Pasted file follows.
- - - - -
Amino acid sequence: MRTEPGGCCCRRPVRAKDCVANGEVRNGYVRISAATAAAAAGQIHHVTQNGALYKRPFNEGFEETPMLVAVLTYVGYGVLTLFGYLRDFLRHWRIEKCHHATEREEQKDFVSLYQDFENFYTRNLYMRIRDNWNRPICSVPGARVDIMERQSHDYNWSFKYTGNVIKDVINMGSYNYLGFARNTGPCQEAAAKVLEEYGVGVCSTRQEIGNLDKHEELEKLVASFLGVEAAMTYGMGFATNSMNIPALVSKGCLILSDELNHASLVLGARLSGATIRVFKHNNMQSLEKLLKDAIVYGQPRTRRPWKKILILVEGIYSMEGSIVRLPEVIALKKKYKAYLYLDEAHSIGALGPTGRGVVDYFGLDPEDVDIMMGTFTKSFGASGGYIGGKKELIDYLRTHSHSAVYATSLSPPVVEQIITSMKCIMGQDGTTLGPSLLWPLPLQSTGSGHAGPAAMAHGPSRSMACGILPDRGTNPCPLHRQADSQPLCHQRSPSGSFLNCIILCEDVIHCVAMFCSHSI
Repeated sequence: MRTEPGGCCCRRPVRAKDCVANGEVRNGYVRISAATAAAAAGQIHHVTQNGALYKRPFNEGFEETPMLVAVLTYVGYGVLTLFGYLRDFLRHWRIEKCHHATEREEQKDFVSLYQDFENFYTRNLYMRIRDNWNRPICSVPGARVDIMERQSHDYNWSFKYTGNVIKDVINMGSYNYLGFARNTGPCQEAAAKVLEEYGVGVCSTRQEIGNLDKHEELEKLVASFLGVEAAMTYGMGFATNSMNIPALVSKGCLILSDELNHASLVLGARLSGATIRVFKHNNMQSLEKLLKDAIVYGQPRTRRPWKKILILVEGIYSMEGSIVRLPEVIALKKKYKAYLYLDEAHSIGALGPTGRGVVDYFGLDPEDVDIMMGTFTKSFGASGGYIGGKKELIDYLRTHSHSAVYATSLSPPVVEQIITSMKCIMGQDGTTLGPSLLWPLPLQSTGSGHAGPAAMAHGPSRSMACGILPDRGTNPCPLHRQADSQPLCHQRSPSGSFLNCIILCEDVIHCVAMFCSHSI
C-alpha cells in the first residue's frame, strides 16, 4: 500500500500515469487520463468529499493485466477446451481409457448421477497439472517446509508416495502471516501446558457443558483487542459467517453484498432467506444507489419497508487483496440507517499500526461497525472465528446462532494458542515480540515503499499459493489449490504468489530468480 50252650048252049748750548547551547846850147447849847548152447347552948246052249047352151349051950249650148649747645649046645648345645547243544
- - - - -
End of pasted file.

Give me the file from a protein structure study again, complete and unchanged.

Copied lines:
Amino acid sequence: MRTEPGGCCCRRPVRAKDCVANGEVRNGYVRISAATAAAAAGQIHHVTQNGALYKRPFNEGFEETPMLVAVLTYVGYGVLTLFGYLRDFLRHWRIEKCHHATEREEQKDFVSLYQDFENFYTRNLYMRIRDNWNRPICSVPGARVDIMERQSHDYNWSFKYTGNVIKDVINMGSYNYLGFARNTGPCQEAAAKVLEEYGVGVCSTRQEIGNLDKHEELEKLVASFLGVEAAMTYGMGFATNSMNIPALVSKGCLILSDELNHASLVLGARLSGATIRVFKHNNMQSLEKLLKDAIVYGQPRTRRPWKKILILVEGIYSMEGSIVRLPEVIALKKKYKAYLYLDEAHSIGALGPTGRGVVDYFGLDPEDVDIMMGTFTKSFGASGGYIGGKKELIDYLRTHSHSAVYATSLSPPVVEQIITSMKCIMGQDGTTLGPSLLWPLPLQSTGSGHAGPAAMAHGPSRSMACGILPDRGTNPCPLHRQADSQPLCHQRSPSGSFLNCIILCEDVIHCVAMFCSHSI
Repeated sequence: MRTEPGGCCCRRPVRAKDCVANGEVRNGYVRISAATAAAAAGQIHHVTQNGALYKRPFNEGFEETPMLVAVLTYVGYGVLTLFGYLRDFLRHWRIEKCHHATEREEQKDFVSLYQDFENFYTRNLYMRIRDNWNRPICSVPGARVDIMERQSHDYNWSFKYTGNVIKDVINMGSYNYLGFARNTGPCQEAAAKVLEEYGVGVCSTRQEIGNLDKHEELEKLVASFLGVEAAMTYGMGFATNSMNIPALVSKGCLILSDELNHASLVLGARLSGATIRVFKHNNMQSLEKLLKDAIVYGQPRTRRPWKKILILVEGIYSMEGSIVRLPEVIALKKKYKAYLYLDEAHSIGALGPTGRGVVDYFGLDPEDVDIMMGTFTKSFGASGGYIGGKKELIDYLRTHSHSAVYATSLSPPVVEQIITSMKCIMGQDGTTLGPSLLWPLPLQSTGSGHAGPAAMAHGPSRSMACGILPDRGTNPCPLHRQADSQPLCHQRSPSGSFLNCIILCEDVIHCVAMFCSHSI
C-alpha cells in the first residue's frame, strides 16, 4: 500500500500515469487520463468529499493485466477446451481409457448421477497439472517446509508416495502471516501446558457443558483487542459467517453484498432467506444507489419497508487483496440507517499500526461497525472465528446462532494458542515480540515503499499459493489449490504468489530468480 50252650048252049748750548547551547846850147447849847548152447347552948246052249047352151349051950249650148649747645649046645648345645547243544